AFRICA Data Centres, the largest network of interconnected data centre facilities on the continent, has announced plans to start construction on a newly acquired land in Accra, Ghana’s Central Business District. The facility, designed to initially support 10 MW with potential expansion to 30 MW, will be the largest data centre in West Africa outside of Nigeria.
The development of data centres is crucial for driving digital-led economic growth, and Africa Data Centres aims to create sustainable and self-sufficient ICT ecosystems across Africa. The new facility will be built on a part of the former Trade Fair showgrounds site, a central location in Accra, with the first phase scheduled for completion within 12 months.
This expansion in Ghana is part of Africa Data Centres’ broader plan to establish data centres in 10 major economic hubs across Africa, including South Africa, Zambia, Kenya, Rwanda, Egypt, Morocco, Senegal, Cote d’Ivoire, and Angola. The expansion is supported in part by the US International Development Finance Corporation (DFC), as part of efforts to accelerate private sector-led digital infrastructure and services in Africa.
Hardy Pemhiwa, Group CEO for Liquid Intelligent Technologies, which operates Africa Data Centres, highlighted the synergy between Liquid’s cross-border fibre network and the data centre footprint expansion, enabling faster digital transformation across the continent.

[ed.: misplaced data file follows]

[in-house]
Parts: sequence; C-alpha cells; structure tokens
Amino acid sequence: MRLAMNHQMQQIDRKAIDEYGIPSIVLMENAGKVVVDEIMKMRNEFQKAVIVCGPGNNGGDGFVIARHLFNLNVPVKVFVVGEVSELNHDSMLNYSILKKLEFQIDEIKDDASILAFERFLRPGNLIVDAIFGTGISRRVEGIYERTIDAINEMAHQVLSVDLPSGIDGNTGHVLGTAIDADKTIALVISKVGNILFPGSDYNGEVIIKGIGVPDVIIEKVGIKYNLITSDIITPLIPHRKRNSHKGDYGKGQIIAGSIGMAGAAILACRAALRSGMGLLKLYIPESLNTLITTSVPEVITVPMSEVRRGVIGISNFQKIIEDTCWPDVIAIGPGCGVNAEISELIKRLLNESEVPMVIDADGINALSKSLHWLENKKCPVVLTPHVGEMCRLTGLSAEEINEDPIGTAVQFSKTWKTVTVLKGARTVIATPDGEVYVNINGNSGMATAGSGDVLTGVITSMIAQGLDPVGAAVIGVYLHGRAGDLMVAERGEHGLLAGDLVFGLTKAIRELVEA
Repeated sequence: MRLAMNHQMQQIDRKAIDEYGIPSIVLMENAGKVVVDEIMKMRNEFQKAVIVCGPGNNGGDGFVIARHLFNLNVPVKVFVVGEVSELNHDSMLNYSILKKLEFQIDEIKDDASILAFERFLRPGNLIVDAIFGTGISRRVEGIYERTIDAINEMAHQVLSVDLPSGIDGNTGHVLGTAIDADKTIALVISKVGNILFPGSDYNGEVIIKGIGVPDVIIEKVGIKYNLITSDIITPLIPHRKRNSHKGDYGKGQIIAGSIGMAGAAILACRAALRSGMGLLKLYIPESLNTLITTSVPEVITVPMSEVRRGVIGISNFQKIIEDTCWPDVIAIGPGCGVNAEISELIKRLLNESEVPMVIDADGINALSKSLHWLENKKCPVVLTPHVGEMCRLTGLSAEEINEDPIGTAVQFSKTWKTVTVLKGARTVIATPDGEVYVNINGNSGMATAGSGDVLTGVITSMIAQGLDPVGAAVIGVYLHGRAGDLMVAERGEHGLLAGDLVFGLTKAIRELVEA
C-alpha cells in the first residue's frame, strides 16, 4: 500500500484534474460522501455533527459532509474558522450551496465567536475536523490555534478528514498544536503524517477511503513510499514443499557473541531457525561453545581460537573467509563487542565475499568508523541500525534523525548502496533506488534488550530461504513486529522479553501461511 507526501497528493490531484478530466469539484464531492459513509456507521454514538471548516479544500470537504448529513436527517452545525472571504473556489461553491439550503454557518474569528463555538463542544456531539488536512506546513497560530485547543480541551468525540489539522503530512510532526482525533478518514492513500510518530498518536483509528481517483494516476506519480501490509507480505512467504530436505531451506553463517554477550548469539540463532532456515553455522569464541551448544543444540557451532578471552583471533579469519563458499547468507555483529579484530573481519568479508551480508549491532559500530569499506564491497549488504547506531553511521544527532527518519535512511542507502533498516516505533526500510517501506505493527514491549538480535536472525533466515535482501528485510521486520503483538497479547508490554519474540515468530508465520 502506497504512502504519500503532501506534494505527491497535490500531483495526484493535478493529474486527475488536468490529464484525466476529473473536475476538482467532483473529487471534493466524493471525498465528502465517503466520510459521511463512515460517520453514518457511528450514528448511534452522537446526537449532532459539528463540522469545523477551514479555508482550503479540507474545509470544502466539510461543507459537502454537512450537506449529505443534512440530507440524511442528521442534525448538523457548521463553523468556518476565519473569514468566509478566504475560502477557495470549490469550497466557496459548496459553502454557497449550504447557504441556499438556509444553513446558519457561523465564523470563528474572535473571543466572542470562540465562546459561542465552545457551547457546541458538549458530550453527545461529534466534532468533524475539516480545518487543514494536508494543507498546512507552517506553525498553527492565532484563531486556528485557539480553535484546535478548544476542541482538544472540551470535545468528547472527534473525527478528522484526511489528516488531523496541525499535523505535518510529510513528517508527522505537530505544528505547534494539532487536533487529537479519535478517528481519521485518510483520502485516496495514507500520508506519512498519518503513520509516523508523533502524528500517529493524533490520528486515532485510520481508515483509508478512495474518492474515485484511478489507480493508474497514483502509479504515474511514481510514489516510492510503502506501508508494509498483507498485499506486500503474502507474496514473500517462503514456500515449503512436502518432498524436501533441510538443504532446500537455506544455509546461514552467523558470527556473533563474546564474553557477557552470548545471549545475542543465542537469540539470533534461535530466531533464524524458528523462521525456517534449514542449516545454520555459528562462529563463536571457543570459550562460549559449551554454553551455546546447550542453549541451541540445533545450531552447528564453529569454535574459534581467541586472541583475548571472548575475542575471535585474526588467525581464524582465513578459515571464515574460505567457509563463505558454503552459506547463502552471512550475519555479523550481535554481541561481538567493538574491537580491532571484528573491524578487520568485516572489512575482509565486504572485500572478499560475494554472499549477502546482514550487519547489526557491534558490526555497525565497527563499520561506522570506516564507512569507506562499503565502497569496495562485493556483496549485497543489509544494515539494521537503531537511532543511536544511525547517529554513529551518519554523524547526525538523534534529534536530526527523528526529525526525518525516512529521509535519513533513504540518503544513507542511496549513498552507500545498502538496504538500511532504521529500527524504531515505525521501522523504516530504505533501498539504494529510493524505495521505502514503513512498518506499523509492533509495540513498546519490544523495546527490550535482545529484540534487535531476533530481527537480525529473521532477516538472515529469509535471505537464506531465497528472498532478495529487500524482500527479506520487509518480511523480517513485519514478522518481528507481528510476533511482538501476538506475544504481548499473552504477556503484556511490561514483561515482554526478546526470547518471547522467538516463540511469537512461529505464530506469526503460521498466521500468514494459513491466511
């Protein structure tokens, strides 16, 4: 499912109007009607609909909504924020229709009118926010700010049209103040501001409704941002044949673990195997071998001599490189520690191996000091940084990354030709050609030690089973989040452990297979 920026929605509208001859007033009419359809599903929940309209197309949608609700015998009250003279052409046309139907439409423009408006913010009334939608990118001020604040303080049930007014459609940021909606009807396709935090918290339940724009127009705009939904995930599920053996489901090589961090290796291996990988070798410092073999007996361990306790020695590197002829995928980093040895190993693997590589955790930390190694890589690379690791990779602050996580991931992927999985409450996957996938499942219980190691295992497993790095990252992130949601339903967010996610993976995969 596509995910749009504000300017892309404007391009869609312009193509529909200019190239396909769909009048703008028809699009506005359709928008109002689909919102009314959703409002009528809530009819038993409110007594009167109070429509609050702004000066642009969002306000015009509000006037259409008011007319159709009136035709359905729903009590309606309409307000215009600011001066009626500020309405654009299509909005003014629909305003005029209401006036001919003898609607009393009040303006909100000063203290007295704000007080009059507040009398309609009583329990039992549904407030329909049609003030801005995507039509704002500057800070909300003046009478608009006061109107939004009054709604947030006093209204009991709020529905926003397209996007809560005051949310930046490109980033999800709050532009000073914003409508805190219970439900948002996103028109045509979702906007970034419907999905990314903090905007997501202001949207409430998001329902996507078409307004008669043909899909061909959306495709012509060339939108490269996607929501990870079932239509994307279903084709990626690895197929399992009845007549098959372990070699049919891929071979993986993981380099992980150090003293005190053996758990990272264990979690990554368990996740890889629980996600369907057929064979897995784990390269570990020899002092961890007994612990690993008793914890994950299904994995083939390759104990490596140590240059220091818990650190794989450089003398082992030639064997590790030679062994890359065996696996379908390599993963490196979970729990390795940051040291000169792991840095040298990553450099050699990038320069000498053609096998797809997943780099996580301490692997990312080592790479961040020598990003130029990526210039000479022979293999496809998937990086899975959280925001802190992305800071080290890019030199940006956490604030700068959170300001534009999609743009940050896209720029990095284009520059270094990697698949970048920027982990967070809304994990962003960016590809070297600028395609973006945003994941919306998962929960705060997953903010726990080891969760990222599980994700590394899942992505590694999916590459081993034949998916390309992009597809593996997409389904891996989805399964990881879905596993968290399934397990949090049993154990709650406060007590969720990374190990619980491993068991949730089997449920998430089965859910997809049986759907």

‘We continue to bring internationally recognised services and products through Liquid Intelligent Technologies and Africa Data Centres. Liquid already has the largest cross-border fibre network in Africa, and our data centres footprint expansion compliments this, enabling faster digital transformation on the continent,’ says Pemhiwa.
The US International Development Finance Corporation (DFC) expressed its support for Africa Data Centres, emphasising the role of the new facility in Accra in enhancing critical infrastructure and connecting the growing African population and market with global opportunities. The investment aligns with President Biden’s commitments to mobilise private capital for high-quality global infrastructure investments.
The establishment of the data centre was welcomed by Ghana’s President, Nana Akufo-Addo, who highlighted its contribution to bridging the infrastructure gap and further developing the country’s digital economy. The investment is expected to increase access to digital services and attract foreign direct investment.
The CEO of Africa Data Centres, Tesh Durvasula, emphasised the company’s focus on narrowing the digital divide in West Africa. The data centres aim to cater to major tech companies, multinational corporations, banks, and local enterprises. Additionally, the facilities are supported by independent solar and battery storage power, reflecting the commitment to digital technologies while minimising environmental impact.
‘Our new data centre in Ghana is a significant step towards Africa Data Centres’ goal of narrowing the digital divide in the West Africa region. Hyper-scale data centres, preferred by major US tech companies, multinational corporations, banks and other local enterprises, are the speciality of Africa Data Centres. Additionally, our data centres are supported with independent solar and battery storage power, enabling us to bring digital technologies whilst mitigating our environmental impact,’ said Tesh Durvasula.